Following Larry’s trip to Switzerland retracing of the footsteps of Thomas Cook’s first conducted tour, as recorded by Victorian diarist Jemima Morrell, we a proud to offer an extract from Diccon Bewes’s Slow Train to Switzerland, in which he retraced the entire journey of the Cook-Morrell party.
Here, Diccon arrives in Interlaken, comparing the town of today with that which Jemima and Mr Cook might have encountered…
“[Interlacken] was once a truly Swiss town; it is gradually becoming a little Paris or Brussels. Fashion and gaiety find their homes here, and the pleasure-seeker will vote the town to be one of the most charming in Switzerland.”
Cook’s Tourist’s Handbook to Switzerland, 1874
Contrary to popular belief, Swiss public transport hasn’t always been the epitome of perfect organization and immaculate timing. Back in 1863 it was very different. The railway was in its infancy, so coaches, boats or horses were the only transport methods for large parts of the country, including Interlaken. This tourist town sits astride the River Aare on a flat plain between Lakes Thun and Brienz, hence its name, although that is a recent creation – the original village was called Aarmühle but was widely known as Interlaken (variously spelt Interlacken or Interlachen) until 1891 when the name was officially changed.
It is this position between the lakes and beneath the mountains that has always made it a must-see on any tour of Switzerland. This isn’t because the town is that attractive, but for the setting and as a jumping-off point to explore the heights of the Bernese Oberland. However, before the railway arrived in 1872, reaching Interlaken involved a tranquil steamboat ride across Lake Thun followed by a chaotic coach ride into town. The steamers were too big to sail up the Aare so they docked on the lakeshore at Neuhaus, about 4km from the town centre, and unleashed their passengers into the maelstrom of carriages waiting for fares.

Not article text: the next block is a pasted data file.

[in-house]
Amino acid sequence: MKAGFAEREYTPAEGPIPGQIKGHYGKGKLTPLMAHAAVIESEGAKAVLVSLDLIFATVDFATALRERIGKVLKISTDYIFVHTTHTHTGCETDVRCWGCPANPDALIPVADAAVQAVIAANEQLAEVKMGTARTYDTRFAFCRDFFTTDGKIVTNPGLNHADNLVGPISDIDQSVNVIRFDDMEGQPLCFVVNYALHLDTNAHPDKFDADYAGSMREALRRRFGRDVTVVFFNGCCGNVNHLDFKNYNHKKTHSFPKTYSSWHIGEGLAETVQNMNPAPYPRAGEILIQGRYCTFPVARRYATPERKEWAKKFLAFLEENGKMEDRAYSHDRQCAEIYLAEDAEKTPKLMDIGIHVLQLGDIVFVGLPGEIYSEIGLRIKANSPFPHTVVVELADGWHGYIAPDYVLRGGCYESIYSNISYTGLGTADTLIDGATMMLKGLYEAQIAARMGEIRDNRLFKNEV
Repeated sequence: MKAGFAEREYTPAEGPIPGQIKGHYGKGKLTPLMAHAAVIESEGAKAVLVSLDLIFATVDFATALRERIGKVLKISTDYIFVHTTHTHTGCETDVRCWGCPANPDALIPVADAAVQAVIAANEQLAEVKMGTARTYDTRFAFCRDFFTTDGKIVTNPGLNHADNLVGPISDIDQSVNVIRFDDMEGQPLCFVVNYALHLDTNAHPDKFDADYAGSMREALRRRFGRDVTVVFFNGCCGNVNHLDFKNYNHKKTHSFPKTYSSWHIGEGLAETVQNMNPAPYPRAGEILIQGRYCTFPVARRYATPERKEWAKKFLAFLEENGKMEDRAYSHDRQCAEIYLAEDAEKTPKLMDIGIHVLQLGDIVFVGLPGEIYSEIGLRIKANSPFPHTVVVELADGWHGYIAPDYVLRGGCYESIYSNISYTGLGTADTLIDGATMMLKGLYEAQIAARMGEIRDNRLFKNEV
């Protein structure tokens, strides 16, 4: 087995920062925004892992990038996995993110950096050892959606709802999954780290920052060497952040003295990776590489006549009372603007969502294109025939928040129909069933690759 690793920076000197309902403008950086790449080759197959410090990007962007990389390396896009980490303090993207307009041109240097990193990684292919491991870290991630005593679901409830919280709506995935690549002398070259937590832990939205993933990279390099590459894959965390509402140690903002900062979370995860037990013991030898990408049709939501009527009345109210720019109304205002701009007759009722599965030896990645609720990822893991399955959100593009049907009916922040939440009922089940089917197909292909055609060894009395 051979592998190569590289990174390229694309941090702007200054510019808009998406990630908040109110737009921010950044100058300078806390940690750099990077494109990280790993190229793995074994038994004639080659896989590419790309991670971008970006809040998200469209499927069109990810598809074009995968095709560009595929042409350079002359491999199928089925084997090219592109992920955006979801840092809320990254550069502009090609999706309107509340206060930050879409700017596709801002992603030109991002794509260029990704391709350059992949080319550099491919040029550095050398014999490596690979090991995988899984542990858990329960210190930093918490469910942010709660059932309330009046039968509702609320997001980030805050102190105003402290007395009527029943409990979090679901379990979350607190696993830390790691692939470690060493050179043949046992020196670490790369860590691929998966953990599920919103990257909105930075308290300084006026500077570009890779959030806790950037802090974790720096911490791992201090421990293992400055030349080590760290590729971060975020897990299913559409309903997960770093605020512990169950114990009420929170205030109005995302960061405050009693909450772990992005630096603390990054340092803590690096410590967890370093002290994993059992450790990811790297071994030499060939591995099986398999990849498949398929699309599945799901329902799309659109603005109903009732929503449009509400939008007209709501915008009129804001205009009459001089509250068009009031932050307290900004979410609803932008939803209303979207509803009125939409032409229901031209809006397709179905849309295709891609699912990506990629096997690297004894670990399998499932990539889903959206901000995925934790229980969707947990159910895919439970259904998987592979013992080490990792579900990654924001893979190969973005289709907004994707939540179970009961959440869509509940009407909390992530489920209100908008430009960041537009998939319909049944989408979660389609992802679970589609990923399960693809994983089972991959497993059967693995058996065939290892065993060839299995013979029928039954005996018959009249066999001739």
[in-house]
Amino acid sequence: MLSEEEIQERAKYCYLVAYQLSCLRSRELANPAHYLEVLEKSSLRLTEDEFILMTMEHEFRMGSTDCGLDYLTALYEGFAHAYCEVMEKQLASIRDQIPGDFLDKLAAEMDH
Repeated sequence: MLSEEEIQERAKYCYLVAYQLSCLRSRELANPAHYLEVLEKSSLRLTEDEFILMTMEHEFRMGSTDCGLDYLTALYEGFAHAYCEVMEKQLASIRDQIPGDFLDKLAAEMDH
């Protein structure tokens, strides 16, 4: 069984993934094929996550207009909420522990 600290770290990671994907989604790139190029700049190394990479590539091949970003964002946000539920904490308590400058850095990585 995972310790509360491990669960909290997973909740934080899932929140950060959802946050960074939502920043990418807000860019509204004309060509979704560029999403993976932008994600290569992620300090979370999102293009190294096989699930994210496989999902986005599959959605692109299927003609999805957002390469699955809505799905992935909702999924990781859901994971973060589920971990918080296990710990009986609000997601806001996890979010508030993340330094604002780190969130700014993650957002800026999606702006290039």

In his book Die Erste Eisenbahn des Berner Oberlandes (The First Railway of the Bernese Oberland), FA Volmar describes how arriving tourists were pounced on by the carriage drivers, desperate to get some of the action; those who resisted were “showered in curses”. Later, when the drivers were forbidden from leaving their carriages, they yelled to attract customers’ attention, even taking passengers for free to stop the competition earning anything. In 1870 there were 244 horse-drawn carriages (35 of them omnibuses) running the short route to Interlaken, where the only alternative was walking along the same road. That meant enduring the dust storm created by the carriages and “wading ankle-deep through the horse-shit”, as one commentator described it.
Not that taking a carriage was much better. Volmar quotes one visitor, who complains of riding “along the narrow, dangerous route … for those not sitting in the front carriage of the long procession, it was a trip in a veritable ‘Stream of Dust’, not forgetting the plague of horseflies, as well as the band of beggars.” With thousands of tourists arriving during the summer season, there was good business to be made, even if that meant bitter fighting to win it. And it was big business. In 1863 the six steamers on Lake Thun carried over 160,000 passengers, while in the summer of 1867 a total of 24,684 tourists (a quarter of them British) stayed at least one night in Interlaken. The following year saw the first English winter guests, and by 1870 there were 73 hotels and guesthouses in the town. Today there are 31.
The dusty, dirty bottleneck at Neuhaus might have served the carriage drivers well, but it couldn’t cope with the increasing numbers. A railway was the only answer and it wasn’t long in coming. The Bödelibahn from Lake Thun to Interlaken (Bödeli refers to the flat plain between the lakes) opened its first section in August 1872, running trains with double-decker carriages – the top deck was open – at 25km/h. The loudest opposition came from the carriage drivers, who weren’t objecting to the flood of tourists; they merely wanted to maintain their income stream. They all knew what progress entailed: as in Frutigen a generation later, the arrival of railway carriages meant the instant demise of the horse-drawn ones.